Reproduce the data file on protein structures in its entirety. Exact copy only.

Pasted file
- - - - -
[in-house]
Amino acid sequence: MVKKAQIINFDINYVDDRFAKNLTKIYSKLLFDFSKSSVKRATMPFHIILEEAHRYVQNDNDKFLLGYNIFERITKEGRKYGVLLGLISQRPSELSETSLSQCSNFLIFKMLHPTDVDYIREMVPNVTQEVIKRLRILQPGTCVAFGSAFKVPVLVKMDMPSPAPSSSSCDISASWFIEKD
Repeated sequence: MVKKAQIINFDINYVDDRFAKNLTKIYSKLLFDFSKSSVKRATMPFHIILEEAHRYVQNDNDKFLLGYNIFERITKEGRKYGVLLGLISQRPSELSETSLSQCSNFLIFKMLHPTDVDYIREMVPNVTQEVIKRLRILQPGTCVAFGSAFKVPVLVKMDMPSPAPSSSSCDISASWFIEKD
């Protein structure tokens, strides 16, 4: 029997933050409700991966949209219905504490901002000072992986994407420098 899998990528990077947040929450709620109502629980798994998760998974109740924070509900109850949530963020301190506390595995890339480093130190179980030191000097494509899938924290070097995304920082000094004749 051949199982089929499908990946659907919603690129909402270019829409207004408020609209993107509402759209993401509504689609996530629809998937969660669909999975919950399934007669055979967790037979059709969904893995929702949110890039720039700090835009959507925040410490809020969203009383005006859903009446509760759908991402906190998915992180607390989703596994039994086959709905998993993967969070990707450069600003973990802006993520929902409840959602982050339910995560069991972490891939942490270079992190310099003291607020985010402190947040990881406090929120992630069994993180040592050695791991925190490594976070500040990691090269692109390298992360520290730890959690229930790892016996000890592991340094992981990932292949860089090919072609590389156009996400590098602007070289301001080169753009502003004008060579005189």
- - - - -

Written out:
[in-house]
Amino acid sequence: MVKKAQIINFDINYVDDRFAKNLTKIYSKLLFDFSKSSVKRATMPFHIILEEAHRYVQNDNDKFLLGYNIFERITKEGRKYGVLLGLISQRPSELSETSLSQCSNFLIFKMLHPTDVDYIREMVPNVTQEVIKRLRILQPGTCVAFGSAFKVPVLVKMDMPSPAPSSSSCDISASWFIEKD
Repeated sequence: MVKKAQIINFDINYVDDRFAKNLTKIYSKLLFDFSKSSVKRATMPFHIILEEAHRYVQNDNDKFLLGYNIFERITKEGRKYGVLLGLISQRPSELSETSLSQCSNFLIFKMLHPTDVDYIREMVPNVTQEVIKRLRILQPGTCVAFGSAFKVPVLVKMDMPSPAPSSSSCDISASWFIEKD
């Protein structure tokens, strides 16, 4: 029997933050409700991966949209219905504490901002000072992986994407420098 899998990528990077947040929450709620109502629980798994998760998974109740924070509900109850949530963020301190506390595995890339480093130190179980030191000097494509899938924290070097995304920082000094004749 051949199982089929499908990946659907919603690129909402270019829409207004408020609209993107509402759209993401509504689609996530629809998937969660669909999975919950399934007669055979967790037979059709969904893995929702949110890039720039700090835009959507925040410490809020969203009383005006859903009446509760759908991402906190998915992180607390989703596994039994086959709905998993993967969070990707450069600003973990802006993520929902409840959602982050339910995560069991972490891939942490270079992190310099003291607020985010402190947040990881406090929120992630069994993180040592050695791991925190490594976070500040990691090269692109390298992360520290730890959690229930790892016996000890592991340094992981990932292949860089090919072609590389156009996400590098602007070289301001080169753009502003004008060579005189």